Then a large flock of ducks flies through God’s face—Ducks!—infinitely more variegated than He. Yes, a giant flock of them, just like that—quacking up a Second Coming— fleeing hunter and hound—out of the cattailed fen. Their wings beating over His eyes, their feathers falling out of His hair, they burst His features into a thousand iridescent birds!

And they fly—fly right through the razorwire of the sky.

They burst upon the dining room windows of family reunions. They fall onto suburban front lawns with a ka-put!—and float belly-up in the local reservoir. This one here, the loudest of them all—this one with his head held high—will be reborn through the propeller of a small plane—carrying a donor heart from Miami to Seattle—a boy aged three.

Sometimes, when I’m intoxicated, I too can see God in the sky—placing one bird above another—the cross in the eye of the hunter—the adrenaline after the smoke.

by Ryan Dowling

Baudelaire: One Foot In The Grave

Which Is True? (translation by Arthur Symons)

I knew a certain Benedicta who filled earth and air with ideals; and from whose eyes men learnt the desire for greatness, beauty, glory, and for everything that strengthened their belief in immortality.

But this miraculous child was too beautiful to live long. She died only a few days after I had come to know her, and I buried her with my own hands, one day when Spring wafted the contents of its censer even as far as the graveyard. I buried her with my own hands, well sealed in a coffin of wood, perfumed and incorruptible as an Indian casket.

And as I stood gazing at the place where I had hidden my treasure, all at once I saw a little person singularly like the deceased. She was trampling on the fresh soil with strange hysterical violence, and was laughing and shouting:”I am the real Benedicta! and a vile slut I am, too! And to punish you for your blindness and folly, you shall love me as I really am!”

But I was furious, and I answered: “No! no! no!” And to add emphasis to my refusal, I stamped my foot so violently that my leg sank up to the knee in the earth over the new grave, and like a wolf caught in a trap, I remained fastened, perhaps forever, to the grave of the ideal.

by Charles Baudelaire (1821-1867)

Prose Poetry

A prose poem uses any and all poetic techniques except for line breaks.

Although most prose poems are in the ballpark of a page long, certain novels (such as Joyce’s “Ulysses”) have been considered “prose poems” based on their elevated language and poetic sensibility.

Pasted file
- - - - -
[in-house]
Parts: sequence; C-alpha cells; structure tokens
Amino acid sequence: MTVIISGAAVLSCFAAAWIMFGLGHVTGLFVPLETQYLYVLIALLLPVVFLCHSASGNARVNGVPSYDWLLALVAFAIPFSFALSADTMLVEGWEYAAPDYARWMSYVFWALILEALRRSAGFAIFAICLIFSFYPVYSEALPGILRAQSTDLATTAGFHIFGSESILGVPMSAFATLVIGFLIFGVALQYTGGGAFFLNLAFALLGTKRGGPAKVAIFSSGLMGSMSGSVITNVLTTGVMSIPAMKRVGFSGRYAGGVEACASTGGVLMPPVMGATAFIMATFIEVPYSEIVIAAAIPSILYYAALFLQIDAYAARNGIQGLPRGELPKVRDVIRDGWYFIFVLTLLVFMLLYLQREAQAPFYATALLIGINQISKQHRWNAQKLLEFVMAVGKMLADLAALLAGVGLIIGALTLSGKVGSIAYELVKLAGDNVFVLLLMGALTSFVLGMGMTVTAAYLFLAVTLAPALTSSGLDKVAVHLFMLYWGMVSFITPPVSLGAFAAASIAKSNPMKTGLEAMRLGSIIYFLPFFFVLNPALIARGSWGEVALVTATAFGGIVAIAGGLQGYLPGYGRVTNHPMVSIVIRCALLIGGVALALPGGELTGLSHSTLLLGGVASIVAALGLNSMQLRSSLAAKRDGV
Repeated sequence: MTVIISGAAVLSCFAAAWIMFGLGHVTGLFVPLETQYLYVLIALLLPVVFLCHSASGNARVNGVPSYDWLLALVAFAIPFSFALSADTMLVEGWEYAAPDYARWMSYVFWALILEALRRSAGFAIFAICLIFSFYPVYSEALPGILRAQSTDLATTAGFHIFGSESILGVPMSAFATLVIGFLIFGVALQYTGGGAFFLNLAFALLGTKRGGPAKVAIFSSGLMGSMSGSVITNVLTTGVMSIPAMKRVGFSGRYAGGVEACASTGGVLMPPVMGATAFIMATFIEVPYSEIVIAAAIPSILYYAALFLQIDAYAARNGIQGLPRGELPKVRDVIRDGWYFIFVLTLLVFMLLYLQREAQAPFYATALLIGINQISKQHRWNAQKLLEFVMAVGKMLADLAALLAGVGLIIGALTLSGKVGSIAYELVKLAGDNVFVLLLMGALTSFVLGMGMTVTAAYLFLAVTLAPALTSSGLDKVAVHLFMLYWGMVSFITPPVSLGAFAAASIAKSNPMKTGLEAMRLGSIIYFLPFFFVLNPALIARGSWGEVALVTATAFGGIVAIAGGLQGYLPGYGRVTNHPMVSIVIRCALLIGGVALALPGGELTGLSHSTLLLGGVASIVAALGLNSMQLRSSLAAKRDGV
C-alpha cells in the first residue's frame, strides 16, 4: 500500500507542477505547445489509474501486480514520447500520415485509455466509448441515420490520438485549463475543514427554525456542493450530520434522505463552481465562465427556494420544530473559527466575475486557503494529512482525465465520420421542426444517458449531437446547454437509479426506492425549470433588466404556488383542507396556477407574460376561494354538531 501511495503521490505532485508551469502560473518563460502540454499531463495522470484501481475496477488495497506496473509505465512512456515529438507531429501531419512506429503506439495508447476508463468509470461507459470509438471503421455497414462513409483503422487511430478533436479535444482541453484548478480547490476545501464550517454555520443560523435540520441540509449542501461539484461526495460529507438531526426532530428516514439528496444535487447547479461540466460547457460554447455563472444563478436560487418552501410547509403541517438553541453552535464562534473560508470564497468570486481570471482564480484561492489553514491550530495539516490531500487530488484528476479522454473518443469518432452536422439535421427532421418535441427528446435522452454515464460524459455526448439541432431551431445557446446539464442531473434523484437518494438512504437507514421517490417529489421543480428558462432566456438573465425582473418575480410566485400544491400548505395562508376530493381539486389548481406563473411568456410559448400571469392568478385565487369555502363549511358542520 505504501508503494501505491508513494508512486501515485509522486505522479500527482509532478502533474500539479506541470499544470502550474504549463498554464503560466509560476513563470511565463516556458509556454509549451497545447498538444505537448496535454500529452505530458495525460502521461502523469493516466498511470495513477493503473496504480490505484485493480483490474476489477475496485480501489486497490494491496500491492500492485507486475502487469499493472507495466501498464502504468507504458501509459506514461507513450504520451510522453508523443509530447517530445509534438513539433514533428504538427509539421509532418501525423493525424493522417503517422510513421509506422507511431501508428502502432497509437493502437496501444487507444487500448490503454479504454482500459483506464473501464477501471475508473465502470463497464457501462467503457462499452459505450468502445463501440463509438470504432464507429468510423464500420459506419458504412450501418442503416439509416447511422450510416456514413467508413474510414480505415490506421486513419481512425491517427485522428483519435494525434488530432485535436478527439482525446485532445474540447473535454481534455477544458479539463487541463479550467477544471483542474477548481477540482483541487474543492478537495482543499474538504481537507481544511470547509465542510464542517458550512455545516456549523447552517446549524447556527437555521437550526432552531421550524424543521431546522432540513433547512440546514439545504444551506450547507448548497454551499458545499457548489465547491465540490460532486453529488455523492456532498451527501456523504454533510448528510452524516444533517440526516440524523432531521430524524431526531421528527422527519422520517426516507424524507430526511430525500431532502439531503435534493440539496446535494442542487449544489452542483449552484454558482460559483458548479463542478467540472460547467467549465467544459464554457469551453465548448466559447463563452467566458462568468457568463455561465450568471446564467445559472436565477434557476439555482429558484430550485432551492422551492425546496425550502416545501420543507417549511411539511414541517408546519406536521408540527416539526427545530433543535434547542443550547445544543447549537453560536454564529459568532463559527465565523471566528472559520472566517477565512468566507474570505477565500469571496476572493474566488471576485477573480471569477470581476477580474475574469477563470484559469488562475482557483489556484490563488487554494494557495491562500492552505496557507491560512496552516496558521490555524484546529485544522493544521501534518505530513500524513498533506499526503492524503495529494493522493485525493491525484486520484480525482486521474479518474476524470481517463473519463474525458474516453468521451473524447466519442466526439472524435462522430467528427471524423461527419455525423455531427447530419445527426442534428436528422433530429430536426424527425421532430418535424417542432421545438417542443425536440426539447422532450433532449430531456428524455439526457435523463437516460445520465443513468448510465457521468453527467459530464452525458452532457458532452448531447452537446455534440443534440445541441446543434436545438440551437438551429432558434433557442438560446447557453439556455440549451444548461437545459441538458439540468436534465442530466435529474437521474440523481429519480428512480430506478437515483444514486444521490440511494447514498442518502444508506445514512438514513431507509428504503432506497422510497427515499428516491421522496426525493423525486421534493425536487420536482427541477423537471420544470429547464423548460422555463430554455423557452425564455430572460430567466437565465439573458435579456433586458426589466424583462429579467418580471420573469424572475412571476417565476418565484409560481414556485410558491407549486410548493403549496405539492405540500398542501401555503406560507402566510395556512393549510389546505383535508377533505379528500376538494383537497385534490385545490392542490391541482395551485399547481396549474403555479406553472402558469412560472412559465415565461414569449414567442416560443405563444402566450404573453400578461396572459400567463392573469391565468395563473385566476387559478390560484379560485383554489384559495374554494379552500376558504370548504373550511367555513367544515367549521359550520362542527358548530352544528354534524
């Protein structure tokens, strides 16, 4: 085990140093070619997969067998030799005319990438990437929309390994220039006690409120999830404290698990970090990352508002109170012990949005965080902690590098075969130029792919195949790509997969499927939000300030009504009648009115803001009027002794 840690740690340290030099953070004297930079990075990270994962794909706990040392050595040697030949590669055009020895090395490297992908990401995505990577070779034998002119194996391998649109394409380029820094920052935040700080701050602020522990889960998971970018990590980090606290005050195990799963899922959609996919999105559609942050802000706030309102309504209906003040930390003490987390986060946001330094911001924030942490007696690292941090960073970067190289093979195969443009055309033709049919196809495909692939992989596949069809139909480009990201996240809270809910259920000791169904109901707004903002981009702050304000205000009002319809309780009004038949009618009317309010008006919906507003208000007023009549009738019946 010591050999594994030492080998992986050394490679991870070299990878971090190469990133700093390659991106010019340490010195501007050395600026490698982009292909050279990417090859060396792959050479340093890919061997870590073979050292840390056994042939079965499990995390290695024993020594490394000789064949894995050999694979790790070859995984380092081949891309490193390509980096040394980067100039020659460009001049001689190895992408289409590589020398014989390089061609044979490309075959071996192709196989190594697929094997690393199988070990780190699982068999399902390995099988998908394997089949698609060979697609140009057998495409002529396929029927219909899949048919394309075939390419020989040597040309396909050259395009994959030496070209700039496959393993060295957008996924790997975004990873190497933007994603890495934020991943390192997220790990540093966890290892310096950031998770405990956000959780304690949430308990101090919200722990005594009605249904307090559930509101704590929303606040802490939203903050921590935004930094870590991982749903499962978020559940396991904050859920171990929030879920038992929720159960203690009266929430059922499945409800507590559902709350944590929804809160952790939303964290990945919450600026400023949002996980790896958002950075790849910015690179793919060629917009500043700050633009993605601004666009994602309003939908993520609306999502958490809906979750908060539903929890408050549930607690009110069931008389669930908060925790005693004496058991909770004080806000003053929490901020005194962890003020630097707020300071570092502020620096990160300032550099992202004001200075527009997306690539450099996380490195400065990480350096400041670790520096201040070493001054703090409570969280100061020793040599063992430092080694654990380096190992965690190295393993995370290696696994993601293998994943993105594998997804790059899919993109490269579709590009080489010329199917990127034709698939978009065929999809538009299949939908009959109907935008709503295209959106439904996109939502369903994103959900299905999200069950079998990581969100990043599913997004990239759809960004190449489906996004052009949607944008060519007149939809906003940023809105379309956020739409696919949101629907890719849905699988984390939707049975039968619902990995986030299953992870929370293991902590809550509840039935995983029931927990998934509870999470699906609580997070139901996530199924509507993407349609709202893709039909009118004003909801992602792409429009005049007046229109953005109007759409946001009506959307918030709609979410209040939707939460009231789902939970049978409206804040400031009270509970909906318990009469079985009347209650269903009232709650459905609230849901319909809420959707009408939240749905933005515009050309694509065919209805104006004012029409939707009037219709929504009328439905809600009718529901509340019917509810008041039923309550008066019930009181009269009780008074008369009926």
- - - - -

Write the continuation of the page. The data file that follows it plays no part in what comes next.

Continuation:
As a writer, the challenge of the prose poem is to create poetic qualities—music, imagery, meaning, etc.—without the aid of line breaks.

Whatever The Poem

Whatever The Poem

A badly written poem: I’m sure it will not sell,
but still it must attempt to earn its stay.
It must stand at intersections, under streetlights,
among the stupid and insane.

And a better poem has bigger problems;
for surely one sees how its substance stoned a nun,
—after its form aborted her son
—after it gave her husband its word.

Reader be harsh: Hatred’s a finer art than praise:
It is the horse-spit in the priest’s ear.
It is the prostitute looking over her shoulder
at the poet working kitty-corner.

by Ryan Dowling

Robinson Jeffers Against Publicity

Let Them Alone

If God has been good enough to give you a poet
Then listen to him. But for God’s sake let him alone until he is dead; no prizes, no ceremony,
They kill the man. A poet is one who listens
To nature and his own heart; and if the noise of the world grows up around him, and if he is tough enough,
He can shake off his enemies but not his friends.
That is what withered Wordsworth and muffled Tennyson, and would have killed Keats; that is what makes
Hemingway play the fool and Faulkner forget his art.

by Robinson Jeffers (1887-1962)


Metapoetry, simply put, is poetry written about poetry.

A metapoem can be a full-fledged treatise (Horace’s “Ars Poetica”) on composition. Or it can be a passing comment on something like the relationship of the poet to the public, as in the poem above.

Since any one view of poetry is subjective, the poet must write convincingly of the stand he or she is taking.

In this poem, Robinson Jeffers makes a plea that the poet be spared of the contaminants that come with notoriety.

Debauchery Blues

Debauchery Blues

Can’t find the phone in my pocket,
and my girl’s mad as hell.
Can’t find the wallet in my back pocket,
and my girl’s mad as hell.
I been up all night with other women
and my girl knows it well.

Smell like the fumes from a cigarette toke,
face all full of scratches.
I smell like perfume and cigarette smoke
and vomit on my jacket.
She asks me am I worth her time
and I ain’t got an answer.

She leavin’ me cold in my lonely bones,
and now I got nobody.
She leavin’ me cold, cold as bones
that been without a body.
I got me my glass and my bottle of rye;
don’t need no drinkin’ buddy.

Here’s a toast to the day I lost my soul,
may it burn forever in hell.
And here’s to the day I gave up the ghost,
may it burn forever in hell.
I’d trade my faith for women and rye
and the devil knows it well.

by Ryan Dowling

Langston Hughes Has Got The Blues


My old man’s a white old man
And my old mother’s black.
If ever I cursed my white old man
I take my curses back.

If ever I cursed my black old mother
And wished she were in hell,
I’m sorry for that evil wish
And now I wish her well.

My old man died in a fine big house.
My ma died in a shack.
I wonder where I’m gonna die,
Being neither white nor black?

by Langston Hughes (1902-1967)

Blues Poem

A blues poem emulates the blues music that evolved from African American slave songs in the late 19th century.

Common features of the blues poem include a loose but distinct rhythm, a common vernacular and a simple rhyme scheme with variable refrains.

Blues almost always addresses some form of loss or hardship.

Langston Hughes, a pioneer and master of blues poetry, here demonstrates a liberal usage of this technique in order to address the complexities of his heredity.